Vernice Armour (born 1973) is a former Captain in the United States Marine Corps who was the first African-American female naval aviator in the Marine Corps and America's first African American female combat pilot in the United States military. She flew the AH-1W SuperCobra attack helicopter in the 2003 invasion of Iraq and eventually served two tours in support of Operation Iraqi Freedom.
Grave site at Arlington of Gregory "Pappy" Boyington, a United States Marine Corps officer who was an American fighter ace during World War II. For his heroic actions, he was awarded both the Medal of Honor and the Navy Cross. Boyington flew initially with the American Volunteer Group in the Republic of China Air Force during the Second Sino-Japanese War. He later commanded the U.S. Marine Corps squadron, VMF-214 ("The Black Sheep Squadron") during World War II.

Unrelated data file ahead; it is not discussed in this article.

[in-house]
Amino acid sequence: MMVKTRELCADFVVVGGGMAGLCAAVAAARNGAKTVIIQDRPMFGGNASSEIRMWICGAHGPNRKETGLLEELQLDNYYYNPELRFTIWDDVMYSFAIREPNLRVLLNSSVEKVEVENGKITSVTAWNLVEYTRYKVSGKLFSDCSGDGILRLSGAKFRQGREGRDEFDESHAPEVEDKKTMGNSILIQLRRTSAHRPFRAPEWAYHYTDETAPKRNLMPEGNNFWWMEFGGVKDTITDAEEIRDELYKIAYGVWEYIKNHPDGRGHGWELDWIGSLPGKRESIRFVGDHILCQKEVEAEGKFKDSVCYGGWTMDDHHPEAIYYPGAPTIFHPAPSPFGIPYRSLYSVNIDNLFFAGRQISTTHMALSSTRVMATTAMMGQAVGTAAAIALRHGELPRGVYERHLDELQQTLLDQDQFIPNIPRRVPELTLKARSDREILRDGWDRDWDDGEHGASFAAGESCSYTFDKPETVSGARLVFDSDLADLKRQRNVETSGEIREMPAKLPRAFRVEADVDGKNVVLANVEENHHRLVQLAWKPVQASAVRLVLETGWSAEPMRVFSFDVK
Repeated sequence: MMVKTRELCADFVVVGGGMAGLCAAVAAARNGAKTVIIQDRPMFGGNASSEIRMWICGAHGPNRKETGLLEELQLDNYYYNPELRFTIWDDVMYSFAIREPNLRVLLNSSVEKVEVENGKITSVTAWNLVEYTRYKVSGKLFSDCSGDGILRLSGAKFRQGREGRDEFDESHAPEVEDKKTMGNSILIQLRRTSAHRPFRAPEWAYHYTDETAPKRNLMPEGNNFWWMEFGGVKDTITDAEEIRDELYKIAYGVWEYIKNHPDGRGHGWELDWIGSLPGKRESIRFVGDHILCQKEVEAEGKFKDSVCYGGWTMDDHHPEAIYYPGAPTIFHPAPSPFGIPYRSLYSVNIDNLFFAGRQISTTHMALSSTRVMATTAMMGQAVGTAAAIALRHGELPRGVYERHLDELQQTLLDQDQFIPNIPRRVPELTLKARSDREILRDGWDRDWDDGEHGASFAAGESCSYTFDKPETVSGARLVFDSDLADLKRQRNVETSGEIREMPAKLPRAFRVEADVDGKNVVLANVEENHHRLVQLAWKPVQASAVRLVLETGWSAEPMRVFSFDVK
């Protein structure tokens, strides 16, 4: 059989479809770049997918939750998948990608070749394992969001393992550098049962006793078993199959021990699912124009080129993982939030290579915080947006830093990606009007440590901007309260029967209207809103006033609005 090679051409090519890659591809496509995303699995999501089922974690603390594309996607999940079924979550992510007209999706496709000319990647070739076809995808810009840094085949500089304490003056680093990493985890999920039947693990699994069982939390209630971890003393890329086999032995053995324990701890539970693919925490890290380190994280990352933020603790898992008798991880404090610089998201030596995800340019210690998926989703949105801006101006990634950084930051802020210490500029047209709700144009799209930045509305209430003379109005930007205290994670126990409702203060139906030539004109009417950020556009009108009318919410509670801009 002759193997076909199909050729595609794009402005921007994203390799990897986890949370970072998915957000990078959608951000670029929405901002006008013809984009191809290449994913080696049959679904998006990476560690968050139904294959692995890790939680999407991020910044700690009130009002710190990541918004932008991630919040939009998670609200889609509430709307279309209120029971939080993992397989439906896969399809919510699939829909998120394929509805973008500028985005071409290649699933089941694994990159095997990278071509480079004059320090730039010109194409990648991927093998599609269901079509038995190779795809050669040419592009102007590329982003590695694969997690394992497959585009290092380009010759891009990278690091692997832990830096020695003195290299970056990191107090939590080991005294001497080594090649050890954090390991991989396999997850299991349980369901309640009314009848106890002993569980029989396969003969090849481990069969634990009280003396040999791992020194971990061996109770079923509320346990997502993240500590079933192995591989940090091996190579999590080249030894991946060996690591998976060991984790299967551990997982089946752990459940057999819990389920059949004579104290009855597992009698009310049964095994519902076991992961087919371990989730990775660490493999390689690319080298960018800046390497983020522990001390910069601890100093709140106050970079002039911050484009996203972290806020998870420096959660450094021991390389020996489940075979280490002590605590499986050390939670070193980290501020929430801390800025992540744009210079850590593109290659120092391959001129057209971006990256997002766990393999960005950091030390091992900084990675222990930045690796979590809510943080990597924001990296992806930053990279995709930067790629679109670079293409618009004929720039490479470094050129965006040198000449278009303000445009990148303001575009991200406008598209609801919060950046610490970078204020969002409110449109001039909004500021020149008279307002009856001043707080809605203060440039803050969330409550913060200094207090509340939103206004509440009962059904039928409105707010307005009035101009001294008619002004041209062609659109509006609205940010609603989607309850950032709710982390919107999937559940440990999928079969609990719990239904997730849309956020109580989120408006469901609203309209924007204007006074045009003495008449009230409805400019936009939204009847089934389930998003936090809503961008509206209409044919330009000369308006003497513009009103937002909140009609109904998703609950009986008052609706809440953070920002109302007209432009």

Frank E. Petersen Jr. (USMC) (born March 2, 1932 in Topeka, Kansas) is a retired United States Marine Corps Lieutenant General. He was the first African-American Marine Corps aviator and the first African-American Marine Corps general. #TodayInBlackHistory
Minnie Spotted Wolf was the first #NativeAmerican woman to enlist in the United States Marine Corps Women’s Reserve. Spotted Wolf served for four years in the Marines as a heavy equipment operator as well as a driver for visiting general officers on bases in both Hawaii and California.
Pvt. Opha May Johnson, 40, first enlisted female Marine sometime after joining the Marine Corps. Johnson enlisted into the reserve in August 1918. (Courtesy of the Marine Corps History Division, Historical Reference Branch) Read more: http://www.dvidshub.net/image/993597/female-marines-celebrate-95-years-corps#.Ugki3VO9x4w#ixzz2bmMnCiq6
The Marine Corps Martial Arts Program (MCMAP) became the official close combat system taught to all United States Marines since 2002. Description from play.google.com. I searched for this on bing.com/images
Although the Marines’ Hymn made an appearance around the 1800s, it didn’t have an official version until 1929, when Commandant of the Marine Corps Maj. Gen. John A. Lejeune authorized the hymn as we know it.